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Wishing Well Sanctuary: A Place to Make Peace with Yourself

The Animal Sanctuary Compassion Tour has officially begun!

Not only was today the first day of the road trip, but it was also the first of more than a dozen sanctuary stops that we have mapped out across Canada and the US.

As soon as we pulled through the gates of the Wishing Well Sanctuary in Bradford, Ontario, the accumulated exhaustion from the weeks of preparation that went into the Tour were instantly replaced with excitement and nervous butterflies.

The visitor’s parking lot is adjacent to the horse paddock, where we saw three beauties happily grazing in the sun. We walked the gravel path to the welcome centre, passing friendly and bright signs that marked the way, and reminded you that chickens were at play.

Art McDonald, Executive Director of Wishing Well Sanctuary, greeted us with a firm handshake and a warm smile. Although he’s only held the title for the past few months, him and his wife had spent the last several years volunteering at Wishing Well and he knows the farm well.

Dumbledore the rooster — one of the two “Wizards of the Well” — struts over to inspect our arrival.

Art gently picks him up to reassure him with a loving stroke of his feathers that we are welcome here.

Wishing Well

The sanctuary is home to more than 60 rescued farm animals; animals who arrive here from a variety of situations of neglect, pain or suffering, never leave. Those that arrive to live out their best lives here are cared for through to their natural end and are buried in the cemetery onsite.

On our tour we meet many of the residents. Animals like Lightning the llama who was rescued from a local petting zoo that was selling him for slaughter (petting zoos sell off many of their animals at the end of each season, either because they have grown out of their cuteness, or because the zoo doesn’t want to spend money to feed and shelter them in the off-season).

We also met Butter and Jam, two sweet sheep, who were scheduled to be euthanized after being used by veterinary students for training purposes. And Bali and Kai, two young calfs who were chained in their enclosures destined for slaughter. We spent some time with them at Wishing Well and the two were inseparable — moving between us to nudge for neck rubs all the while lovingly licking one another with kisses (Art tells us that a cow’s tongue is just like a cat’s tongue, except for it being about 20 pounds heavier!).

Among all the animals it was perhaps Gaston (or “Big”) the potbelly pig who stole the show for us. Gaston lives in the goats’ play yard. When he arrived at Wishing Well he was “fat blind”; a blindness that occurs as result of being overweight from a poor diet. Because of his blindness, and because he had never spent time with pigs before, he was unable to pick up on the subtle social cues of the other pigs in the pen, which meant that he was bullied.

Thankfully, Sadie, Patchouli, Ricky and Jinx didn’t mind sharing their yard, which is where he strolled through to greet us with chatty snorts. After Chris offered some friendly pats on the side, Biggie relaxed into a heavy heap on the grass — a not-so-subtle request for a belly rub. To our surprise, Biggie joyfully began purring just like a kitten with each stroke of his belly!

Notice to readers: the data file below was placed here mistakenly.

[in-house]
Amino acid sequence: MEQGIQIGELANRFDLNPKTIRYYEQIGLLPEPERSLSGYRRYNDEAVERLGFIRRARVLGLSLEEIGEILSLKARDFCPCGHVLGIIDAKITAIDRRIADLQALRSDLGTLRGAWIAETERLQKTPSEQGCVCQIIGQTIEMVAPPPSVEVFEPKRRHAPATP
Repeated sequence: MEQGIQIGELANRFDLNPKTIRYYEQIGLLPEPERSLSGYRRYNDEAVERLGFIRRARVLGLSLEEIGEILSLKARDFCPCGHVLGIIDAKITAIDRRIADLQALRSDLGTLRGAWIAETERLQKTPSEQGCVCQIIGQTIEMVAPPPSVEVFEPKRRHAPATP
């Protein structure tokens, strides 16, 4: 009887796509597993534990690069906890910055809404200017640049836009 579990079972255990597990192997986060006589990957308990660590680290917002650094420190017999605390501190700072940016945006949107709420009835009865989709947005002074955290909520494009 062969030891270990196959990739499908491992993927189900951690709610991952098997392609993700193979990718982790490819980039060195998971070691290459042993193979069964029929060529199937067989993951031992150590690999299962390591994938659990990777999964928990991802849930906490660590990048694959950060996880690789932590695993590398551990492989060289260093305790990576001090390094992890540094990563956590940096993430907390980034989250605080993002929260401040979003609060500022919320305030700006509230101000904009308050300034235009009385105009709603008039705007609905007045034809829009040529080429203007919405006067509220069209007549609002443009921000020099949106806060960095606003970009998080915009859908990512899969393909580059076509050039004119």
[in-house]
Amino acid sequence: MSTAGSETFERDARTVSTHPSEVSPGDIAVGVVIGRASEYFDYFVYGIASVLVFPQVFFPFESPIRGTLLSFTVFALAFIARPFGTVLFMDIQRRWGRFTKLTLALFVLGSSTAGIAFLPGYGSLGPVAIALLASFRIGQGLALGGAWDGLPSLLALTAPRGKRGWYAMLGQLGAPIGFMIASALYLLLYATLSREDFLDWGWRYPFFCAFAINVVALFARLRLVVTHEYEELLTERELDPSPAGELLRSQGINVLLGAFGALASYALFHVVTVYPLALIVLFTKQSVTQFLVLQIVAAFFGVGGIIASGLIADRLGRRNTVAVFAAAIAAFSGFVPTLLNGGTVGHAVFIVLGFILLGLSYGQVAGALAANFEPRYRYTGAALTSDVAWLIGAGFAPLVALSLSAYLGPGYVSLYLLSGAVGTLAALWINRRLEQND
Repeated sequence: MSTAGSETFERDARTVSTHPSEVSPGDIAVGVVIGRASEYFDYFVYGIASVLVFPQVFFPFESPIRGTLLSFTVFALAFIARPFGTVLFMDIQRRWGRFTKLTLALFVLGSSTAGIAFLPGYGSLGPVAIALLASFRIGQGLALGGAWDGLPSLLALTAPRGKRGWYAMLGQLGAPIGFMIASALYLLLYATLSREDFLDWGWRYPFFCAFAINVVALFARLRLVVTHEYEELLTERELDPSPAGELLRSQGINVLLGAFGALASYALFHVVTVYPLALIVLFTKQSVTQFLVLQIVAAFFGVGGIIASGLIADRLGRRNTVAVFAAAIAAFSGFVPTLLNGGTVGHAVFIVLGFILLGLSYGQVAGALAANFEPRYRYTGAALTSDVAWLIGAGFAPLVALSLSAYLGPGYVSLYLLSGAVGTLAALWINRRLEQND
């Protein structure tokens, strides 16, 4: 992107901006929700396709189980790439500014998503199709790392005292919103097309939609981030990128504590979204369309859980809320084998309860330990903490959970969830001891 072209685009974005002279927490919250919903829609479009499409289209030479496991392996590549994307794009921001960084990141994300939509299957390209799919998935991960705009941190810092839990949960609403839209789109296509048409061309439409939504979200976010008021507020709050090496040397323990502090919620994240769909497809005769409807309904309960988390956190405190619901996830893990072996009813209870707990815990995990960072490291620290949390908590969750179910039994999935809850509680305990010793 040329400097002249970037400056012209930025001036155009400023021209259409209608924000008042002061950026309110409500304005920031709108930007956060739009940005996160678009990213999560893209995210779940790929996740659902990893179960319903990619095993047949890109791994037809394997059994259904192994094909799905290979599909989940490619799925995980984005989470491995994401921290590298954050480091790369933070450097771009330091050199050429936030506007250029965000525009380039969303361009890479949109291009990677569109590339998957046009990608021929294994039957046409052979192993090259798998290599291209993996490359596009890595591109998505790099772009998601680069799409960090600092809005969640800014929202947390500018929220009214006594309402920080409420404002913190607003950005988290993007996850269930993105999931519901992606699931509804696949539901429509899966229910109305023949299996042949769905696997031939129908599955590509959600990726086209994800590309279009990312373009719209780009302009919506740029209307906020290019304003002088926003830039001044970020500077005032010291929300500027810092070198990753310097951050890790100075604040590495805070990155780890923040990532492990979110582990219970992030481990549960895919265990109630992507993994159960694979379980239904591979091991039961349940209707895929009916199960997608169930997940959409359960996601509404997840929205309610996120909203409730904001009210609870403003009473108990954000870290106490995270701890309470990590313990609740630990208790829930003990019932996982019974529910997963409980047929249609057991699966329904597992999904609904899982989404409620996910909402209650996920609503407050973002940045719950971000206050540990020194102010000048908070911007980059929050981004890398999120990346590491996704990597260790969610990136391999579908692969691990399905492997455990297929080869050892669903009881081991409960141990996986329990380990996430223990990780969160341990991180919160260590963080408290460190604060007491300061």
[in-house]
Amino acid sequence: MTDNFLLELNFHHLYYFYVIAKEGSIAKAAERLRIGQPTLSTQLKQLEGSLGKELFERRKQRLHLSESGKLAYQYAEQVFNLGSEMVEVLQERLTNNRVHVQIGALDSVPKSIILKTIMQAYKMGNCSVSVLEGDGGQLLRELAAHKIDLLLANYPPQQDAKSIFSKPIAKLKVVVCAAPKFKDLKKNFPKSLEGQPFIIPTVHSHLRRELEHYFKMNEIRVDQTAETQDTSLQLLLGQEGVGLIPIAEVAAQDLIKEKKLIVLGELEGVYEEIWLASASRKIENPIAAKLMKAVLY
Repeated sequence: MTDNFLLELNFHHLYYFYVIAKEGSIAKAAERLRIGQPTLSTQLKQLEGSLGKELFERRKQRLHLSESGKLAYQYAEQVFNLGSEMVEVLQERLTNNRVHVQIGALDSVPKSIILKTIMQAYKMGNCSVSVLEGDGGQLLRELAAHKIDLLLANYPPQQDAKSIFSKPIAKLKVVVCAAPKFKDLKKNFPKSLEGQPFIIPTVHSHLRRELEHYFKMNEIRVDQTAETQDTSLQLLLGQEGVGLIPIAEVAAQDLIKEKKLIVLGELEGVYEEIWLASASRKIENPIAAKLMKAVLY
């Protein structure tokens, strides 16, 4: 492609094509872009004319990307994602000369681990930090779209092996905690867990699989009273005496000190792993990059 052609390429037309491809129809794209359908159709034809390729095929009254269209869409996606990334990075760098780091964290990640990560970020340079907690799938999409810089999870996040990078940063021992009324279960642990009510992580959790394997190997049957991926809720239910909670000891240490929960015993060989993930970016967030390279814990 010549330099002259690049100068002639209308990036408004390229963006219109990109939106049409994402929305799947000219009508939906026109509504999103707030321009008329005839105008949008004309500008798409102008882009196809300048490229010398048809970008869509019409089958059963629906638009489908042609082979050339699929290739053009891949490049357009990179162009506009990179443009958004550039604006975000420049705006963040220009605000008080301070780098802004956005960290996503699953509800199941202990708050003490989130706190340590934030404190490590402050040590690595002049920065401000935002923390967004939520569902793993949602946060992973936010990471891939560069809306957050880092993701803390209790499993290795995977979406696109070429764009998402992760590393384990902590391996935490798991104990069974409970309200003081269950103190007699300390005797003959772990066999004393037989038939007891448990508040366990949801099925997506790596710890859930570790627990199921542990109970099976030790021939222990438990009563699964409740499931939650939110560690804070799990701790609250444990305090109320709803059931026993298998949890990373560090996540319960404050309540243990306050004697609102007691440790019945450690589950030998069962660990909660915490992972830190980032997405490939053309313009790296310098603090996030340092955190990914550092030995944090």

Centre for Excellence in Humane Education

On top of being a rescue centre, Wishing Well Sanctuary is also striving to become a centre for excellence in humane education.

Providing humane education is one of the most important parts of Wishing Well’s work. As a farm with limited space, there are only so many animals they could possibly take in (they are currently unable to accept new animals but have an extensive network with other rescues who all work together to find homes for animals in need).

As an education centre, the hope is that they can empower people to make more humane choices about how animals and humans can live together in peace and harmony. 

Their programming gives people from all walks of life information to make informed choices when it comes to how humans relate to animals. They tailor the programs and tours to meet you exactly where you’re at, in a way that is kind and compassionate, so that there is no fear of judgment around asking any questions.

Humane education is as much about how to treat animals with respect as it is to be respectful and compassionate towards humans.

A Place for Peace

Wishing Well Sanctuary is set in a wonderfully peaceful and serene environment, with lush green pastures, meandering gravel walkways and shady trees. Art hopes that you leave Wishing Well feeling really good about yourself, and inspired about the things you can do in your own environment to help others. “The impact will come from the connection that you have with the animals,” he says.

We ended our tour where it began: at the sanctuary’s peace pole.

Raised at their inaugural open house in 2012, the peace pole represents our interconnectedness on this planet and is inscribed with the the words “May Peace Prevail on Earth” in several languages (including paw prints)!

We left Wishing Well feeling a sense of peace and tranquility; a feeling that would serve us well for the next 10,000kms of our journey.

Wishing Well Sanctuary is located in Bradford, Ontario. You can visit during their public tour hours, arrange for a humane education session, and even rent the space for private events like corporate retreats and weddings. Their next public event is the Fabulous Fall Festival open house on October 13.

This article is part of a series from The Animal Sanctuary Compassion Tour; The Seva Life’s 10,000 kilometer road trip across Canada and the United States to visit and volunteer at animal sanctuaries and raise awareness about compassionate living. 

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